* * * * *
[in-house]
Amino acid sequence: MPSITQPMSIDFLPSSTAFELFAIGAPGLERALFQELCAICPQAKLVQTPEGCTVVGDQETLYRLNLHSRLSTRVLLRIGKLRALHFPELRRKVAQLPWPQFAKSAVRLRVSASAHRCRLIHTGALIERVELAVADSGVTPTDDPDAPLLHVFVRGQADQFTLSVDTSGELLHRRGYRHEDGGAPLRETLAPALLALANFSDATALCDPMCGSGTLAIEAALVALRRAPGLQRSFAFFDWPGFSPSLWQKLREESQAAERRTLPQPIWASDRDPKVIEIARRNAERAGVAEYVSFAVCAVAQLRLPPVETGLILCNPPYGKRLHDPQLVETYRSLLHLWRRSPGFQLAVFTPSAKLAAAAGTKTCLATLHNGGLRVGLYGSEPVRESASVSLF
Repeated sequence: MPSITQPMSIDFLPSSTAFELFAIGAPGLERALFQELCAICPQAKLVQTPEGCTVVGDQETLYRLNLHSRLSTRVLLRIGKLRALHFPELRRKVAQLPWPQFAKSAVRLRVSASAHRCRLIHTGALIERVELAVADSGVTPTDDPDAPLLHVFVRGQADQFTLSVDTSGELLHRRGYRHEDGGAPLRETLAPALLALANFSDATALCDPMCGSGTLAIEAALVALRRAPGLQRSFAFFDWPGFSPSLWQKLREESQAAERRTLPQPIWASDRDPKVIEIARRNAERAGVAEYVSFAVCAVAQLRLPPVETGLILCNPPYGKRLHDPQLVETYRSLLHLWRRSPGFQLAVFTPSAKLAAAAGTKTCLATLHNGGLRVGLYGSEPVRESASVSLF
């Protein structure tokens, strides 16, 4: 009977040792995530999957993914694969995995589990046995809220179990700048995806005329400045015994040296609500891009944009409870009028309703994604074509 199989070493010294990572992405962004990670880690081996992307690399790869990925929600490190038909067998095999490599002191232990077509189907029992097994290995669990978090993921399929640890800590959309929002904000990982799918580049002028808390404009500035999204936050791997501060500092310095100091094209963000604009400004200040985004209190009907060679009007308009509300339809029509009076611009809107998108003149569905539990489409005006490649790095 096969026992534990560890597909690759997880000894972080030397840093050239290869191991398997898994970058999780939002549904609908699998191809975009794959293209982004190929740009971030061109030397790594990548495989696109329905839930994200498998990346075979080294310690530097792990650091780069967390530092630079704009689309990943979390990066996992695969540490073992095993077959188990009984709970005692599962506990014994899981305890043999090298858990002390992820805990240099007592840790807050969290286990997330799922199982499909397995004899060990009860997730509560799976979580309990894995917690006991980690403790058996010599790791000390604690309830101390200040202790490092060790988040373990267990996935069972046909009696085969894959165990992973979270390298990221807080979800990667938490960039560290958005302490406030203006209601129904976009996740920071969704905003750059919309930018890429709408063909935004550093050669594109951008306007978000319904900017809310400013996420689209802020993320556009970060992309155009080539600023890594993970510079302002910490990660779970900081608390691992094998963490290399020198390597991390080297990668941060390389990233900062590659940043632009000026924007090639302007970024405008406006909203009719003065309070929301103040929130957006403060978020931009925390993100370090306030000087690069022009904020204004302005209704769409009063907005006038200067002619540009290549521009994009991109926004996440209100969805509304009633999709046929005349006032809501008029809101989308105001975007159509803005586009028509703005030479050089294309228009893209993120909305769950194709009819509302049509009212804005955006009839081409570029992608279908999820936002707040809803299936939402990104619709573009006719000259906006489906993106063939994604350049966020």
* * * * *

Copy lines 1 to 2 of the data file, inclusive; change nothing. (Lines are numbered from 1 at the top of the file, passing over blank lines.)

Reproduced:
[in-house]
Amino acid sequence: MPSITQPMSIDFLPSSTAFELFAIGAPGLERALFQELCAICPQAKLVQTPEGCTVVGDQETLYRLNLHSRLSTRVLLRIGKLRALHFPELRRKVAQLPWPQFAKSAVRLRVSASAHRCRLIHTGALIERVELAVADSGVTPTDDPDAPLLHVFVRGQADQFTLSVDTSGELLHRRGYRHEDGGAPLRETLAPALLALANFSDATALCDPMCGSGTLAIEAALVALRRAPGLQRSFAFFDWPGFSPSLWQKLREESQAAERRTLPQPIWASDRDPKVIEIARRNAERAGVAEYVSFAVCAVAQLRLPPVETGLILCNPPYGKRLHDPQLVETYRSLLHLWRRSPGFQLAVFTPSAKLAAAAGTKTCLATLHNGGLRVGLYGSEPVRESASVSLF